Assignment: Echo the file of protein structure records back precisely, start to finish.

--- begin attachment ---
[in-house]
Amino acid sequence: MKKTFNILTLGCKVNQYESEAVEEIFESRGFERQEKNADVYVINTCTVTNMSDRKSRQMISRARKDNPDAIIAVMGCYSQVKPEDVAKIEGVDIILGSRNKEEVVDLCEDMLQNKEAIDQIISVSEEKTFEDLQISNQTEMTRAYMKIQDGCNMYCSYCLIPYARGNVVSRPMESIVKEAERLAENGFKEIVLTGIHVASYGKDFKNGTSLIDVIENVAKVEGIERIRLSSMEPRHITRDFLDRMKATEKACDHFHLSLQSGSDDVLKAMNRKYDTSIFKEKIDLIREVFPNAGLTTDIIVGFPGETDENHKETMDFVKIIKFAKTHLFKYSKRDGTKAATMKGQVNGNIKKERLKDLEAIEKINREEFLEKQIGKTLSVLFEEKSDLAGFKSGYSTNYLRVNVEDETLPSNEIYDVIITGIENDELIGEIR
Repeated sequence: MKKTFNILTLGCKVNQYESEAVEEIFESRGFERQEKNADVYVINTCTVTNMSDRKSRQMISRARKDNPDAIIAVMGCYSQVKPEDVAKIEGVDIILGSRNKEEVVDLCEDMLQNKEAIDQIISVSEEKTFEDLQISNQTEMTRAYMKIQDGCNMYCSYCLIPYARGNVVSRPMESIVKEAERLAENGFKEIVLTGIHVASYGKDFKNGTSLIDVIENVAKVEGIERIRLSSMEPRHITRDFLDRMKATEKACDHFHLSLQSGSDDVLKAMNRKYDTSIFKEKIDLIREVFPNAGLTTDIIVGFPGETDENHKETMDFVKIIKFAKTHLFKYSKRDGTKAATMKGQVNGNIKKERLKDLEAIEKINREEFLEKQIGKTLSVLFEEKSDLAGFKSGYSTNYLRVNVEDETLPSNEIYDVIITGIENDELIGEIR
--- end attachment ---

[in-house]
Amino acid sequence: MKKTFNILTLGCKVNQYESEAVEEIFESRGFERQEKNADVYVINTCTVTNMSDRKSRQMISRARKDNPDAIIAVMGCYSQVKPEDVAKIEGVDIILGSRNKEEVVDLCEDMLQNKEAIDQIISVSEEKTFEDLQISNQTEMTRAYMKIQDGCNMYCSYCLIPYARGNVVSRPMESIVKEAERLAENGFKEIVLTGIHVASYGKDFKNGTSLIDVIENVAKVEGIERIRLSSMEPRHITRDFLDRMKATEKACDHFHLSLQSGSDDVLKAMNRKYDTSIFKEKIDLIREVFPNAGLTTDIIVGFPGETDENHKETMDFVKIIKFAKTHLFKYSKRDGTKAATMKGQVNGNIKKERLKDLEAIEKINREEFLEKQIGKTLSVLFEEKSDLAGFKSGYSTNYLRVNVEDETLPSNEIYDVIITGIENDELIGEIR
Repeated sequence: MKKTFNILTLGCKVNQYESEAVEEIFESRGFERQEKNADVYVINTCTVTNMSDRKSRQMISRARKDNPDAIIAVMGCYSQVKPEDVAKIEGVDIILGSRNKEEVVDLCEDMLQNKEAIDQIISVSEEKTFEDLQISNQTEMTRAYMKIQDGCNMYCSYCLIPYARGNVVSRPMESIVKEAERLAENGFKEIVLTGIHVASYGKDFKNGTSLIDVIENVAKVEGIERIRLSSMEPRHITRDFLDRMKATEKACDHFHLSLQSGSDDVLKAMNRKYDTSIFKEKIDLIREVFPNAGLTTDIIVGFPGETDENHKETMDFVKIIKFAKTHLFKYSKRDGTKAATMKGQVNGNIKKERLKDLEAIEKINREEFLEKQIGKTLSVLFEEKSDLAGFKSGYSTNYLRVNVEDETLPSNEIYDVIITGIENDELIGEIR